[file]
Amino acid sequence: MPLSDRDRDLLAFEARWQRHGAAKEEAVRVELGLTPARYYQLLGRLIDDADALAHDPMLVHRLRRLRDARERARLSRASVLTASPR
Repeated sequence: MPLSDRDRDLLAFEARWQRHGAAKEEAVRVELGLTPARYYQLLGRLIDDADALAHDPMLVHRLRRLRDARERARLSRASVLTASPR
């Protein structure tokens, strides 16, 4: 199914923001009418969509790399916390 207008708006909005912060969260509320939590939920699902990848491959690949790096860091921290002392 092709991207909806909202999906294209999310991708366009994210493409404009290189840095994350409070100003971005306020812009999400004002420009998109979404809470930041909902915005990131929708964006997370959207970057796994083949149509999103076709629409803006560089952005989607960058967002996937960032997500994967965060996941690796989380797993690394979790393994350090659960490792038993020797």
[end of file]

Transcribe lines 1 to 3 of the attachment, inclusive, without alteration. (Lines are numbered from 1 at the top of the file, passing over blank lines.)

Amino acid sequence: MPLSDRDRDLLAFEARWQRHGAAKEEAVRVELGLTPARYYQLLGRLIDDADALAHDPMLVHRLRRLRDARERARLSRASVLTASPR
Repeated sequence: MPLSDRDRDLLAFEARWQRHGAAKEEAVRVELGLTPARYYQLLGRLIDDADALAHDPMLVHRLRRLRDARERARLSRASVLTASPR
């Protein structure tokens, strides 16, 4: 199914923001009418969509790399916390 207008708006909005912060969260509320939590939920699902990848491959690949790096860091921290002392 092709991207909806909202999906294209999310991708366009994210493409404009290189840095994350409070100003971005306020812009999400004002420009998109979404809470930041909902915005990131929708964006997370959207970057796994083949149509999103076709629409803006560089952005989607960058967002996937960032997500994967965060996941690796989380797993690394979790393994350090659960490792038993020797």